Nadine Brandes is an adventurer, fusing authentic faith with bold imagination. She never received her Hogwarts letter, but rest assured she’s no Muggle (and would have been in Ravenclaw House, thank you very much.) This Harry Potter super-nerd has been known to eat an entire package of Oreos (family size) by herself, and watches Fiddler on the Roof at least once a year. She writes about brave living, finding purpose, and other worlds soaked in imagination. Her dystopian trilogy (The Out of Time Series) challenged her to pursue shalom, which is now her favorite word (followed closely by bumbershoot.) When Nadine’s not taste-testing a new chai or editing fantasy novels, she and her knight-in-shining armor (nickname: “hubby”) are out pursuing adventures.
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17 Comments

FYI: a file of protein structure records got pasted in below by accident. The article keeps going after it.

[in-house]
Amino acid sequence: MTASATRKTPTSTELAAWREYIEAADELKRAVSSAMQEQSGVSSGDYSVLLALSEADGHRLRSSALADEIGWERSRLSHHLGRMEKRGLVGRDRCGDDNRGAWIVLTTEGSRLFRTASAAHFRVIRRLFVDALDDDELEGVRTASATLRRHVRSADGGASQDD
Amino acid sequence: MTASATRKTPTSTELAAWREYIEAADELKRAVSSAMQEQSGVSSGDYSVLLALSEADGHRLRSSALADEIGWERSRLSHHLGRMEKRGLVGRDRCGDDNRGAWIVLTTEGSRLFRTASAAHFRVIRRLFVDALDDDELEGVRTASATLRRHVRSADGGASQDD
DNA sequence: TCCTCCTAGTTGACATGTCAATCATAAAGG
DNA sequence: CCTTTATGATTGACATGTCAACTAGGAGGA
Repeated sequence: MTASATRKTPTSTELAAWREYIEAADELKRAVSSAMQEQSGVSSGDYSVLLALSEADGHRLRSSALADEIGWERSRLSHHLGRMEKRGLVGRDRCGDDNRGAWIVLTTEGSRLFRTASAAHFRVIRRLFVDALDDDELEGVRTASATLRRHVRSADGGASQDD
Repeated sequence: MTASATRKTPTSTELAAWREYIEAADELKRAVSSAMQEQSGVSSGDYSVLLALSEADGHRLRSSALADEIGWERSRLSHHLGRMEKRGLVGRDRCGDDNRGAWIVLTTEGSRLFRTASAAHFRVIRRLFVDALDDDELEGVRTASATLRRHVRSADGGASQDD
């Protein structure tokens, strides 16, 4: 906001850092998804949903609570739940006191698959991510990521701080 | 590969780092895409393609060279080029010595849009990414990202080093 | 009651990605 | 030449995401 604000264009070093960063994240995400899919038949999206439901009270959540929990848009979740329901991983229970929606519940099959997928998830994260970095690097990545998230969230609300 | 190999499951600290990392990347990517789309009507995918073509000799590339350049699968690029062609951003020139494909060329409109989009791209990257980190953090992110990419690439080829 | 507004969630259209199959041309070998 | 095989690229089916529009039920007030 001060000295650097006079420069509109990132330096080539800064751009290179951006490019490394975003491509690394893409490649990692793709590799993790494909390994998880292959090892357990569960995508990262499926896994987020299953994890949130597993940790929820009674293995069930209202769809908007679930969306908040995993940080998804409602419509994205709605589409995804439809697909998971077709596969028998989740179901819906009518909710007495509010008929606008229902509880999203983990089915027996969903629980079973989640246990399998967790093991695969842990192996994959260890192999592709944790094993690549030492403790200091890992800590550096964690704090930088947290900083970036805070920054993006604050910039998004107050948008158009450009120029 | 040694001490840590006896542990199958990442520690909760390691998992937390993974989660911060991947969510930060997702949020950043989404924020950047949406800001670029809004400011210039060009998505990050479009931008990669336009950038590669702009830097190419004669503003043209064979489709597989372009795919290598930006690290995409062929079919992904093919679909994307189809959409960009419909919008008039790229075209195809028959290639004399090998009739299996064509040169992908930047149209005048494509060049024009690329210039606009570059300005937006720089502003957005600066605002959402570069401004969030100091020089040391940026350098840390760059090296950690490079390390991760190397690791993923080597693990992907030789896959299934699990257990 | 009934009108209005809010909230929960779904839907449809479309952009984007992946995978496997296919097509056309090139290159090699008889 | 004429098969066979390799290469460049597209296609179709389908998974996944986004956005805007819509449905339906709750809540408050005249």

1. One thing that is frustrating about marketing is trying to figure out how to get online sales. I sell books to people I see or know in other places but online marketing isn’t working for me.

    • I think the key is relationship. You’re able to sell books in person to people you know. People you can talk to and be real with who want to support you. So you need to approach social media the same way. Being real and building acquaintances and a following who are interested in what you’re doing. And one main way they become interested in what you’re doing or writing is by becoming interested in YOU. 🙂

  2. Great post! But I kept thinking that those flower stems were asparagus … hmm, maybe I’m hungry. 😉

  3. Awesome advice, Nadine! And particularly helpful for me since I’m looking ahead to the first publication. Anyway, I had a question on marketing. Or maybe this falls into the category of advertising? What do you think of blog tours for a book’s release? I’ve seen a ton of authors do this, especially those who are self-publishing. Are they a helpful use of time during a book launch? Thanks. 🙂

    • Thanks Hannah!